2017 NIH SCAP-T: Is heterogeneity regulated?

(Stephen Fisher) #1

Thurs, June 29th, Breakout Session

Moderator: Suraj Bhat, Ph.D. (University of California Los Angeles)

The heterogeneity of gene expression in single cells is well established however it is unclear if this heterogeneity has any relationship to the morphological and/or molecular phenotype of a tissue or an organ. In this session we will ask questions to elucidate the challenges, both technical as well as conceptual, in understanding the role of the cellular variability (as assessed by gene expression) in the context of multicellularity of tissues and organs. We will explore the possible role of cellular heterogeneity in terminal differentiation. At the current state of our knowledge, we do not have a handle on whether the variation in the abundance of a gene transcript from cell to cell is because of the fluctuations intrinsic to the gene activity or whether it is the other cellular components that determine the variability between cells. In either case the question remains – what is regulated?

Some of the questions that we will address (not necessarily in the order listed):

  • Is heterogeneity causal or a result of the gene activity?
  • Is heterogeneity functional?
  • What is the relationship between the tissue /organ phenotype to the single cell?
  • Is heterogeneity the pathway to terminal differentiation?
  • Do different developmental programs entail specific states (stages) of heterogeneity?
  • What are the deterministic sources of cellular variability and how are they maintained?
  • Is deterministic variability important and what purpose does it serve?
  • Do we understand the link between molecular variability and the phenotypic variability between individual cells? (Technically how do we study heterogeneity in single cells?)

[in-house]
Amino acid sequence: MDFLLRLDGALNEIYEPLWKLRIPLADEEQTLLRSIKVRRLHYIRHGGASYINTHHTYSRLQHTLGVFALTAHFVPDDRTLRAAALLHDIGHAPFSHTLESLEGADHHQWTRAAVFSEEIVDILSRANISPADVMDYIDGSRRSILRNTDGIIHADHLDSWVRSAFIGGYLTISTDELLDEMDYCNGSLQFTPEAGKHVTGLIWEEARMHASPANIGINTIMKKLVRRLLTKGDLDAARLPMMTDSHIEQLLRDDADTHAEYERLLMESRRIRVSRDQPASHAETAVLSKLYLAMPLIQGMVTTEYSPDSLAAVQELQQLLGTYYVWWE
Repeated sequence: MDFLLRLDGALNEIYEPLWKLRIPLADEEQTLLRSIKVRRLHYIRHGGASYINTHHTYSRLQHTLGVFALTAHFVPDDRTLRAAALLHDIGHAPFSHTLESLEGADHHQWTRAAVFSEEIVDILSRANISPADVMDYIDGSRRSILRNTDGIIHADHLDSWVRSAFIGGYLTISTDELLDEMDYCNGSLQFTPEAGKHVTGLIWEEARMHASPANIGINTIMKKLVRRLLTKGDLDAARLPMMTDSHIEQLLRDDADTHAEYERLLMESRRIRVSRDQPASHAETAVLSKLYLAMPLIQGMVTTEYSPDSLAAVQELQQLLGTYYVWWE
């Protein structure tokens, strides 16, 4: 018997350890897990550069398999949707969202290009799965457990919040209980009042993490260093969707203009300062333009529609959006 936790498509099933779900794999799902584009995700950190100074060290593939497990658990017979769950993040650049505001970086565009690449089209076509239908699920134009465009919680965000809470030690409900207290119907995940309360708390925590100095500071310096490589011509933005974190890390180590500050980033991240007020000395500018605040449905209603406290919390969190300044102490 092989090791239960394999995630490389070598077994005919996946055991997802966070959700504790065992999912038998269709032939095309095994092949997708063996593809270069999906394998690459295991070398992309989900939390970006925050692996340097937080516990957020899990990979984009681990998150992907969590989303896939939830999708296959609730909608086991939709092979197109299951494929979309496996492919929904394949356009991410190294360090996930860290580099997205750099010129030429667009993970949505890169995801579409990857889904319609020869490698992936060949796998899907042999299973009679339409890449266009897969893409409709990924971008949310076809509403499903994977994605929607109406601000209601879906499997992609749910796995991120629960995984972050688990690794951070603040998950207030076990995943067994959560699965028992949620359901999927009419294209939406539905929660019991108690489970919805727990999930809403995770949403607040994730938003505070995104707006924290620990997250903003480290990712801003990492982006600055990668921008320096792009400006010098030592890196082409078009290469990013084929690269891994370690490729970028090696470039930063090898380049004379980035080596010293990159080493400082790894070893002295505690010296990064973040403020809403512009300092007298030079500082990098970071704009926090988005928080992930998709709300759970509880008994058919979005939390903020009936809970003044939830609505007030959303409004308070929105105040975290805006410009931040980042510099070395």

(Pawel Osmulski) #2

Another issue - the role of stochastic state transitions in phenotypic equilibrium of populations of canceer cells

(John Tsang) #3

These are great questions. We recently started exploring some of these by utilizing the inherent subject-to-subject variation in protein expression heterogeneity in immune cell subpopulations in a human cohort (see references below).



Abstract: Cell-to-cell expression variation (CEV) is a prevalent feature of even well-defined cell populations, but its functions, particularly at the organismal level, are not well understood. Using single-cell data obtained via high-dimensional flow cytometry of T cells as a model, we introduce an analysis framework for quantifying CEV in primary cell populations and studying its functional associations in human cohorts. Analyses of 840 CEV phenotypes spanning multiple baseline measurements of 14 proteins in 28 T cell subpopulations suggest that the quantitative extent of CEV can exhibit substantial subject-to-subject differences and yet remain stable within healthy individuals over months. We linked CEV to age and disease-associated genetic polymorphisms, thus implicating CEV as a biomarker of aging and disease susceptibility and suggesting that it might play an important role in health and disease. Our dataset, interactive figures, and software for computing CEV with flow cytometry data provide a resource for exploring CEV functions.

John Tsang
Laboratory of Systems Biology and Trans-NIH Center for Human Immunology

(Terence Shine) #4

There’s no bigger issue as far as I’m concerned.

(Terence Shine) #5

Great references. Especially with the protein heterogeneity stuff.